After 30 years of directing funerals, I’ve come to believe in open caskets. A service to which everybody but the deceased is invited, like a wedding without the bride or a baptism without the baby, denies the essential reality of the occasion, misses the focal point. It is why we comb wreckage, drag rivers and bring our war dead home.
In the Jubilee vision of Leviticus 25, the dispossessed and disenfranchised are allowed to return to their ancestral homes every 50 years. More than 50 years have passed since the Palestinian Nakba, or catastrophe of 1948, in which 700,000 Palestinians became refugees and hundreds of Palestinian villages were destroyed by Israeli troops.
What kind of relationship do you want to have with your teen in five years?” Tim Tahtinen, youth leader at the United Methodist Church of Whitefish Bay, Wisconsin, likes to pose that question to parents and then add, “What’s your plan? I have a plan that works.”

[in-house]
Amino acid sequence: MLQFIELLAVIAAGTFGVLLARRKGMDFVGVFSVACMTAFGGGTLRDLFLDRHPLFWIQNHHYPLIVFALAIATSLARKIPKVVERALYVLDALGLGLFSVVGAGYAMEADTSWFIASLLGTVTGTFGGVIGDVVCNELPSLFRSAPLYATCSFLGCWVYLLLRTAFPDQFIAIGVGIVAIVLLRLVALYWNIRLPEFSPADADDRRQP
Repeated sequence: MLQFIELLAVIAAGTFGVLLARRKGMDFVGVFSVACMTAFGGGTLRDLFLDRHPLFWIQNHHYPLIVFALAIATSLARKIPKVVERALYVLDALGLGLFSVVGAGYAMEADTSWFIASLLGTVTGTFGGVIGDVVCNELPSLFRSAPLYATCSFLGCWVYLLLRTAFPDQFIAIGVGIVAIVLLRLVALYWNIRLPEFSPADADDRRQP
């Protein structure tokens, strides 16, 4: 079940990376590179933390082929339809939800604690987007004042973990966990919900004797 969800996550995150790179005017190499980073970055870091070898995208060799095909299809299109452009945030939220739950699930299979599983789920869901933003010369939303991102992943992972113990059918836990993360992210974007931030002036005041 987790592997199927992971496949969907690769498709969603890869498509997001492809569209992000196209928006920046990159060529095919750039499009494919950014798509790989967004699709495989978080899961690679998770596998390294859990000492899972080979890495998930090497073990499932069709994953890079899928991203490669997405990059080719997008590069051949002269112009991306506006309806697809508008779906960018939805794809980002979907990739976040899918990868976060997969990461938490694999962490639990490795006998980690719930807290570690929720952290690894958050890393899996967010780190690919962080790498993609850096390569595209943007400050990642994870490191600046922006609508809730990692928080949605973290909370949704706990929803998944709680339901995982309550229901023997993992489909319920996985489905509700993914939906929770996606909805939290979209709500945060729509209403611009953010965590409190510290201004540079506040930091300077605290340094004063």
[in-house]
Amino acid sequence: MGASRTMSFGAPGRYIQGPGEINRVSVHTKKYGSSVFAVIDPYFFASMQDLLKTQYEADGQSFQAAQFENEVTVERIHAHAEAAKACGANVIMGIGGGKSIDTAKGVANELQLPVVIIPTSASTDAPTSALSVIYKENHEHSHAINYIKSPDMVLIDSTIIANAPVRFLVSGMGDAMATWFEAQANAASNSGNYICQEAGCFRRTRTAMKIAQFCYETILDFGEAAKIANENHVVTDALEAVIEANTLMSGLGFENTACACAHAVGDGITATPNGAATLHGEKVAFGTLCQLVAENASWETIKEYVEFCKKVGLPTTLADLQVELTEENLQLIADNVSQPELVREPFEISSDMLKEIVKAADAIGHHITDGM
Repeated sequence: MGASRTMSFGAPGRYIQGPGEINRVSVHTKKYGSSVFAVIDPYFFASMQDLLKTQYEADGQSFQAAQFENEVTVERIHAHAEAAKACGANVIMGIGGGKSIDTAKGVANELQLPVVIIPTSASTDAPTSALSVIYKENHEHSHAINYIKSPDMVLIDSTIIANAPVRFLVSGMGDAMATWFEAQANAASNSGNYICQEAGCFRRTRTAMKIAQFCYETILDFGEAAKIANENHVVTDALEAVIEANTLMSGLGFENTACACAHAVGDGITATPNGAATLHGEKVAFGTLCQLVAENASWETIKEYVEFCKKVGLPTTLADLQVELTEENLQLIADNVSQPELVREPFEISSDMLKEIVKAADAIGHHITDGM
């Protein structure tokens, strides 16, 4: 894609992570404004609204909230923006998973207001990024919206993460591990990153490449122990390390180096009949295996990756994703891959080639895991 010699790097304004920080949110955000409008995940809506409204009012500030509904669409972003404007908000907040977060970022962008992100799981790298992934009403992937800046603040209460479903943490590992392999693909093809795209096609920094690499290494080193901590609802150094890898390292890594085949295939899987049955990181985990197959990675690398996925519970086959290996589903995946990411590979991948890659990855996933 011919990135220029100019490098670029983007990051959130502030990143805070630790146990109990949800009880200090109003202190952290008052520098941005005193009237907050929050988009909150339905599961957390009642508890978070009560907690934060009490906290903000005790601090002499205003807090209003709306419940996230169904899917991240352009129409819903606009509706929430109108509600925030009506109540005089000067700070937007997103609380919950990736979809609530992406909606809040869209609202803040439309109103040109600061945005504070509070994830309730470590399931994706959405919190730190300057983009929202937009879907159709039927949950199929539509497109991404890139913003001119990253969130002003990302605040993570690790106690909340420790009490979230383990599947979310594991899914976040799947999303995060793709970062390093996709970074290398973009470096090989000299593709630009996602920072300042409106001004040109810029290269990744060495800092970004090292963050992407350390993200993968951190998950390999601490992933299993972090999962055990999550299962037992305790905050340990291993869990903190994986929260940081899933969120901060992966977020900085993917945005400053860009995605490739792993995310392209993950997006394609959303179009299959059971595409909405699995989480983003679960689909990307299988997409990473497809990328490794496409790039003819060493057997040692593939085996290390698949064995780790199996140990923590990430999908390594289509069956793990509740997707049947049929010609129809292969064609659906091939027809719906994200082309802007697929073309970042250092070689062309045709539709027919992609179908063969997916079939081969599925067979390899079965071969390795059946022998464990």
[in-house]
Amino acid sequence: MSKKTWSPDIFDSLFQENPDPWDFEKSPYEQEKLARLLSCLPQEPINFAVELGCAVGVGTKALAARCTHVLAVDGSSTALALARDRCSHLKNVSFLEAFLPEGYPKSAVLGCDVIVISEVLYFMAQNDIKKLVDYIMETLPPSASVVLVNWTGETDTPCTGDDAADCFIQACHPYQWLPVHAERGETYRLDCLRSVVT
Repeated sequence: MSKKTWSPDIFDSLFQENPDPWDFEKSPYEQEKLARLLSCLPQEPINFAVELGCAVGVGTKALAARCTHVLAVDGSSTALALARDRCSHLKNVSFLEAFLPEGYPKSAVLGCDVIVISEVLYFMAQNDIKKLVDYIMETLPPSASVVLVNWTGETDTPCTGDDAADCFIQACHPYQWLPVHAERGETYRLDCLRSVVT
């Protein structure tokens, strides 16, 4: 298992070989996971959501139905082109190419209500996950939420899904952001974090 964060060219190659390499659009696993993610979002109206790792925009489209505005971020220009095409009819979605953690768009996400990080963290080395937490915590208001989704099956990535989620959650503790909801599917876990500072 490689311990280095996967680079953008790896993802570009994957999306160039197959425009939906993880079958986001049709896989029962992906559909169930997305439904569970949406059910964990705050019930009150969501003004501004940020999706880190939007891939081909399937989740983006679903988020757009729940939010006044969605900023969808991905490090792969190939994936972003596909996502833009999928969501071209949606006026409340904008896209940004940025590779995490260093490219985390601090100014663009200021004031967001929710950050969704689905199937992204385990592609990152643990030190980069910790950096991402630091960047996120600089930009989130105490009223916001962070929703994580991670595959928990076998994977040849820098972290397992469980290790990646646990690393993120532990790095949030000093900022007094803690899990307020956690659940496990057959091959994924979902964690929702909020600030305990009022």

At the pastors’ conference, a church diagnostician has been telling me and other glassy-eyed pastors that we have to start seeing things differently. Regional churches, more commonly known as megachurches, are the wave of the future.
Eleven-year-old Jennifer has invited her friend Claire to spend the day. Jennifer’s younger sister, Laurie, who is eight, is trying to keep up with the older girls. None of them has any interest in Claire’s six-year-old brother, Michael, who is staying with them for about 15 minutes.